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128k read latency results indicates the HGST SSD's are more nimble at lower Queue Depths, where the controller has fewer devices to manage. Both arrays reach the best IOPS/latency ratio at QD128.

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HGST array reaches the maximum speed of the controller with 5,198 MB/s, and peaks as high as 5,645 MB/s at QD256. The Micron array tops out at 2,771 MB/s, which leaves quite a bit of performance lost in the scaling of the controller. With each P400m conservatively rated at 310 MB/s of sequential write speed we should hit at, or above, 4,960 MB/s.

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RAID 0 Database/OLTP, Webserver and Fileserver

RAID 0 Database/OLTP

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This test emulates Database and On-Line Transaction Processing (OLTP) workloads. OLTP is the processing of transactions such as credit cards and high frequency trading in the financial sector. Enterprise SSDs are uniquely well suited for the financial sector with their low latency and high random workload performance. Databases are the bread and butter of many enterprise deployments. These are demanding 8K random workloads with a 66% read and 33% write distribution that bring even the fastest storage solutions down to earth.

The HGST RAID 0 array tops out at 424,551 IOPS, and the Micron P400m's reaches speeds of 253,274 IOPS.

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Webserver

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The Webserver profile is a read-only test with a wide range of file sizes. Web servers are responsible for generating content for users to view over the internet, much like the very page you are reading. The speed of the underlying storage system has a massive impact on the speed and responsiveness of the server that is hosting the website, and thus the end-user experience.

The Microns take the lead in this test. The HGST array averages 219,229 IOPS, while the Micron array tops out at 256,184 IOPS at QD256.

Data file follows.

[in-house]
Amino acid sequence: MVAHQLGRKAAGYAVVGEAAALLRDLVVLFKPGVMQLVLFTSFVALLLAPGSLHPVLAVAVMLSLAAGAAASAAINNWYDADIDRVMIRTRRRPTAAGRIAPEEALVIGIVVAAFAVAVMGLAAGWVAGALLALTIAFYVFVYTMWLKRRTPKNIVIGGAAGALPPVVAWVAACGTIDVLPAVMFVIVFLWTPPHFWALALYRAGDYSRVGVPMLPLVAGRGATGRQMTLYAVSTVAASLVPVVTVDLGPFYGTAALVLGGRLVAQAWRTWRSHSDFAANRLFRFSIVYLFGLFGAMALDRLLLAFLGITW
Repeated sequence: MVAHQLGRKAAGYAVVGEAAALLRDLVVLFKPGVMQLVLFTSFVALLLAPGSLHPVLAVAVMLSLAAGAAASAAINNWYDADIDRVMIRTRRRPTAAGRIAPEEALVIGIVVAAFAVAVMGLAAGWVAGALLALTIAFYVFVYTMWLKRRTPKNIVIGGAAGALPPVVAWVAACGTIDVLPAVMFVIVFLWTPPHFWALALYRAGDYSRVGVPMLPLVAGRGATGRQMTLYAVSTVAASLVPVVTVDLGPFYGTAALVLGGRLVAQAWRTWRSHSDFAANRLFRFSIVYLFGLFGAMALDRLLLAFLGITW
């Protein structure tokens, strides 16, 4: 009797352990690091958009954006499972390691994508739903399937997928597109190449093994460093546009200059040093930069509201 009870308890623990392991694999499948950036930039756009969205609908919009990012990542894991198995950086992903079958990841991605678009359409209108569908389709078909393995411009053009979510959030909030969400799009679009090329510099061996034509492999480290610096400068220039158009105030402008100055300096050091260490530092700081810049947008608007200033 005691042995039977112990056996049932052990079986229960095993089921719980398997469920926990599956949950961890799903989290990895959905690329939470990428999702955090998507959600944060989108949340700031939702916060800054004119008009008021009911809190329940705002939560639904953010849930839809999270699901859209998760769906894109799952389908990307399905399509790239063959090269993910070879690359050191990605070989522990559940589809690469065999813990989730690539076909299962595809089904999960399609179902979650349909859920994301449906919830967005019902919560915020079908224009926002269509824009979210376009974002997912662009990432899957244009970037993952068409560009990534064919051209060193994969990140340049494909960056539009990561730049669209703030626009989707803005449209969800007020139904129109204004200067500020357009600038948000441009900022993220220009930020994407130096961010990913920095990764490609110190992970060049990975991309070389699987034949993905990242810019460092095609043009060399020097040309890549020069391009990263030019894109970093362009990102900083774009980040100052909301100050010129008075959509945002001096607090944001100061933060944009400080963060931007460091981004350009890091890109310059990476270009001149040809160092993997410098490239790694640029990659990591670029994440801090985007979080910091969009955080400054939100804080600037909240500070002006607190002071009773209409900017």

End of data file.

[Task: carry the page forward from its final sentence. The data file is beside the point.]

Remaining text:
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Fileserver

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The File Server profile represents typical file server workloads. This profile tests a wide variety of different file sizes simultaneously to simulate multiple users with an 80% read and 20% write distribution.

The HGST array averages 241,072 IOPS, while the Microns' average 202,202 IOPS at QD256.

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RAID 5 4K Random Read/Write

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Each QD for every parameter tested includes 300 data points (five minutes of one second reports) to illustrate the degree of performance variability. The line for each QD represents the average speed reported during the five-minute interval.

4K random speed measurements are an important metric when comparing drive performance, as the hardest type of file access for any storage solution to master is small-file random. One of the most sought-after performance specifications, 4K random performance is a heavily marketed figure.

The HGST array peaks at an average of 669,711 IOPS at QD256, while the Micron array reaches 318,811 IOPS.

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Garbage collection routines are more pronounced in heavy write workloads. This leads to more variability in performance.

The HGST SSD800MH peaks at QD64 with 30,561 IOPS. The Microns top out at QD64 with 27,571 IOPS. With write activity, we note that performance actually decreases as we add in higher QD.

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RAID 5 8K Random Read/Write

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8K random read and write speed is a metric that is not tested for consumer use, but for enterprise environments this is an important aspect of performance. With several different workloads relying heavily upon 8K performance, we include this as a standard with each evaluation. Many of our Server Emulations below will also test 8K performance with various mixed read/write workloads.

The average 8K random read speed of the HGST array comes in at 530,377 IOPS at QD256, while the Micron array peaks at 479,303 IOPS.

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The 8K random write results from the RAID 5 arrays closely mirrors the results we received with the 4K random write workloads, with the peak occurring at QD64 for the both arrays.

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RAID 5 128K Sequential Read/Write

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The 128K read sequential speed reflects the maximum sequential throughput of the SSD using a file size encountered in an enterprise scenario. The Micron array reaches a sequential read speed of 6,031 MB/s at QD256, while the HGST array peaks at 5,385 MB/s.

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We observe slower write speeds at lower queue depths and then a missive increase over QD32. The HGST array averages 2,998 MB/s, while the Microns average 2,205 MB/s

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Latency drops significantly as we reach higher queue depths.

RAID 5 Database/OLTP and Webserver

RAID 5 Database/OLTP